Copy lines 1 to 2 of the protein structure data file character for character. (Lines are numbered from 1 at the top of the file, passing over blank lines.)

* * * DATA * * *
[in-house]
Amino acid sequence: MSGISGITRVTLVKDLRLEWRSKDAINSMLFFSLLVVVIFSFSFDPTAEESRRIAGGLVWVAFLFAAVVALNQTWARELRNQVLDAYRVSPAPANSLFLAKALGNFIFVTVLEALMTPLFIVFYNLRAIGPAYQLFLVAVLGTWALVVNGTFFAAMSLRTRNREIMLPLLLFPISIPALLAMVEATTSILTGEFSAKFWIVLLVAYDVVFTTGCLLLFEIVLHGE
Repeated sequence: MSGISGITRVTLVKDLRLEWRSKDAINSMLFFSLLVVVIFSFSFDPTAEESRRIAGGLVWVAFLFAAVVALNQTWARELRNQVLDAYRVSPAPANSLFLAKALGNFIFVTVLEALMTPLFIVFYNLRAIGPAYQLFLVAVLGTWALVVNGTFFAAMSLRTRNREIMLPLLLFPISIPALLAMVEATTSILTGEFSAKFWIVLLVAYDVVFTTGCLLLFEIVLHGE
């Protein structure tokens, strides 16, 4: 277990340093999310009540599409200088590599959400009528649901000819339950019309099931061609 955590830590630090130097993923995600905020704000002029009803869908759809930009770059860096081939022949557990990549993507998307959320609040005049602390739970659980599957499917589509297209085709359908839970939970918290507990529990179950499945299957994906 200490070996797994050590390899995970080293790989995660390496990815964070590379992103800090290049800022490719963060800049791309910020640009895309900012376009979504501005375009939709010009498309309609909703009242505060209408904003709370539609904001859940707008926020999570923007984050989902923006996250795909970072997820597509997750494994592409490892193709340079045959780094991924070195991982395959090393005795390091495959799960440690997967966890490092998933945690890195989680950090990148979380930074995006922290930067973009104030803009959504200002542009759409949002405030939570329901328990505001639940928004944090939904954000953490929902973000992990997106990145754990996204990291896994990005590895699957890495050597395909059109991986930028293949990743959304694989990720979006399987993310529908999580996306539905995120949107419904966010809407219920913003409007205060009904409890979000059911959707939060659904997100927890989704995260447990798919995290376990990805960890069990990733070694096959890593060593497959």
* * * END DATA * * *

[in-house]
Amino acid sequence: MSGISGITRVTLVKDLRLEWRSKDAINSMLFFSLLVVVIFSFSFDPTAEESRRIAGGLVWVAFLFAAVVALNQTWARELRNQVLDAYRVSPAPANSLFLAKALGNFIFVTVLEALMTPLFIVFYNLRAIGPAYQLFLVAVLGTWALVVNGTFFAAMSLRTRNREIMLPLLLFPISIPALLAMVEATTSILTGEFSAKFWIVLLVAYDVVFTTGCLLLFEIVLHGE